2. Don't talk to strangers in Wetherspoons. It's a waste of time.
3. Schedule your brew day around bin day.
4.Give precisely zero f*cks when taking spent grain to the tip.
5. Give Freecycle a go. I got a fantastic garden shredder last week.
6. Find bread-making friends who listen to what you tell them.
7. Find someone locally who keeps chickens/pigs/goats etc. You might get something in return.
8. Buy a Hot Bin composter
9. Find someone with whom to share your life who keeps chickens/goats/pigs/whatever.

Re: Spent grain disposal - what do you do with it?

Post by TheSumOfAllBeers » Wed Oct 14, 2020 9:46 am

I think composting has always worked well for me, assuming you have setup a compost heap already that is already going along well.

I wouldnt recommend *starting* a compost heap with spend grain, for much the same reason that I wouldnt leave a pile of spent grain in the corner of your garden. But I think if the mass of grain being added to the compost is less than half of the existing mass of compost you should be ok.

Re: Spent grain disposal - what do you do with it?

Post by Binkie Huckaback » Wed Oct 14, 2020 9:27 pm

I wouldnt recommend *starting* a compost heap with spend grain, for much the same reason that I wouldnt leave a pile of spent grain in the corner of your garden. But I think if the mass of grain being added to the compost is less than half of the existing mass of compost you should be ok.

Indeed. Our Hot Bin (brand of compost bin made of very thick polystyrene with a hinged lid) gets well over 40c in the summer and I've never put much in at a time. I'm a bit nervous of leaving it scattered in the garden as being very near some marshland, there are a fair few rats around.

I've yet to get to grips with a 'proper'' compost heap, but as far as I know it's a bit of a dark art and requires a fine balance of various materials. If you want to make compost quickly, I think the 'tumbler' type are pretty good and maybe don't need as good a balance of material.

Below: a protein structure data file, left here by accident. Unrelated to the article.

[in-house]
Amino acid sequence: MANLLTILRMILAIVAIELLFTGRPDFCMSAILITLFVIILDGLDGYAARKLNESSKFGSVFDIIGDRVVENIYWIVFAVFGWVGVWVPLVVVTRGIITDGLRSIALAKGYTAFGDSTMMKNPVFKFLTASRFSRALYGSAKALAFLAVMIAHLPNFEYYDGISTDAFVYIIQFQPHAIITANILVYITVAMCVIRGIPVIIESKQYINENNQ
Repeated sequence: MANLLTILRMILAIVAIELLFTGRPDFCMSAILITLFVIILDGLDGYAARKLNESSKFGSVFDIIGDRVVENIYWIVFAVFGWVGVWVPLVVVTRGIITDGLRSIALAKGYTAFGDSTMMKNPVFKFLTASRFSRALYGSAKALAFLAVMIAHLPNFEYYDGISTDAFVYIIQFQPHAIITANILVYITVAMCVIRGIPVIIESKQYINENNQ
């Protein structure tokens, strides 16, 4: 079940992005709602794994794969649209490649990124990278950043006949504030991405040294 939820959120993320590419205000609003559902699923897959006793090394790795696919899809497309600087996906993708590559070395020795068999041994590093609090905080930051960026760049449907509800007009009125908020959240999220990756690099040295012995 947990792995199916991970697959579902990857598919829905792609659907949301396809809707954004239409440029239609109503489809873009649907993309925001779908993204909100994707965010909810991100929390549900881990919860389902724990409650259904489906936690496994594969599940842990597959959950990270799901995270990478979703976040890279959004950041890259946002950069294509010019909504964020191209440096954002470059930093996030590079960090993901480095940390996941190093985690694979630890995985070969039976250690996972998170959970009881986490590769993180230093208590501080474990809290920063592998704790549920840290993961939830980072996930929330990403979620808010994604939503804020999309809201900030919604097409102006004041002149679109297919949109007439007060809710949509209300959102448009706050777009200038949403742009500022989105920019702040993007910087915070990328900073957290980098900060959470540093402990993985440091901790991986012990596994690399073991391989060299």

Re: Spent grain disposal - what do you do with it?

Post by JamesF » Wed Oct 14, 2020 9:58 pm

I'm not sure it's really a dark art, but you do need a reasonable balance of "green" and "brown" material (about 2:1 I believe). I generally think of "green" as leafy stuff and "brown" as tough stalks and woody stuff, but colours can be misleading to follow. Spent coffee grounds are apparently "green" for example.

One problem is perhaps that people tend to have far more green material than brown, lawn clippings being an obvious favourite. I mix them with plain(-ish) cardboard (stripped of packing tape) from "online retailers" that I save for the purpose. Unfortunately they do insist on me actually buying stuff before they'll deliver it. Waste paper seems to work just as well, especially if it is shredded. I just try to stick to things that aren't heavily printed with lots of coloured inks.

Large heaps tend to work better too I think, but relatively few people have the space.

I like the idea of a small enclosed hot compost bin though. I don't like any organic waste leaving the property, but neither am I keen to put cooked food on an open compost heap. I might have to do some research on that.

Re: Spent grain disposal - what do you do with it?

Post by TheSumOfAllBeers » Thu Oct 15, 2020 12:43 am

i did composting specifically to dispose of spent grains and other brewing organic waste to avoid point 3 that @binkie mentions above.

green/brown waste (in composing jargon) balance is an issue and people will mostly have an overabundance of green waste. Ratio is typically 30 brown for 1 green and most people will have loads of green (lawn clippings).

But spent grain is most definitely brown composting material.

Demistifying the jargon: 'green' composting material is nutrient material: protein/nitrogen. 'brown' material is carbon/energy. spent grain has loads of energy left in it (unless your efficiency is huge).